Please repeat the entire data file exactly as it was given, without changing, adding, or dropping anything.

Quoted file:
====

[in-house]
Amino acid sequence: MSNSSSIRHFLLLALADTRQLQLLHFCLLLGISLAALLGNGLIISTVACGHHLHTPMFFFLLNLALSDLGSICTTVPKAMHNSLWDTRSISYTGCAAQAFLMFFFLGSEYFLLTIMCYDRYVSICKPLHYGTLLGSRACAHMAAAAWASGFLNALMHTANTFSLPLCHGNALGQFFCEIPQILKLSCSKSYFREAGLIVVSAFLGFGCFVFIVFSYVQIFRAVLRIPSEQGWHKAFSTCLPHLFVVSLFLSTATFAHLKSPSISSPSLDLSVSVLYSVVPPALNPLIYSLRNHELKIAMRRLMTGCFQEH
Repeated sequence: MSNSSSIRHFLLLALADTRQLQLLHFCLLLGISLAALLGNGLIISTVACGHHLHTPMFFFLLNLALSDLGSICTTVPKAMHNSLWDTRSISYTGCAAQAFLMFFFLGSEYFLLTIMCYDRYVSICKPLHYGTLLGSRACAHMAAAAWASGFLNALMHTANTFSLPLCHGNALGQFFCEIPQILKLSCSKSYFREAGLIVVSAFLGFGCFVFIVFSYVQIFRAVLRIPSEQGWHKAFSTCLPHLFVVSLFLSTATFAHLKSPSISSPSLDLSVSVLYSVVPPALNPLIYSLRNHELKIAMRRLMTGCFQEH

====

[in-house]
Amino acid sequence: MSNSSSIRHFLLLALADTRQLQLLHFCLLLGISLAALLGNGLIISTVACGHHLHTPMFFFLLNLALSDLGSICTTVPKAMHNSLWDTRSISYTGCAAQAFLMFFFLGSEYFLLTIMCYDRYVSICKPLHYGTLLGSRACAHMAAAAWASGFLNALMHTANTFSLPLCHGNALGQFFCEIPQILKLSCSKSYFREAGLIVVSAFLGFGCFVFIVFSYVQIFRAVLRIPSEQGWHKAFSTCLPHLFVVSLFLSTATFAHLKSPSISSPSLDLSVSVLYSVVPPALNPLIYSLRNHELKIAMRRLMTGCFQEH
Repeated sequence: MSNSSSIRHFLLLALADTRQLQLLHFCLLLGISLAALLGNGLIISTVACGHHLHTPMFFFLLNLALSDLGSICTTVPKAMHNSLWDTRSISYTGCAAQAFLMFFFLGSEYFLLTIMCYDRYVSICKPLHYGTLLGSRACAHMAAAAWASGFLNALMHTANTFSLPLCHGNALGQFFCEIPQILKLSCSKSYFREAGLIVVSAFLGFGCFVFIVFSYVQIFRAVLRIPSEQGWHKAFSTCLPHLFVVSLFLSTATFAHLKSPSISSPSLDLSVSVLYSVVPPALNPLIYSLRNHELKIAMRRLMTGCFQEH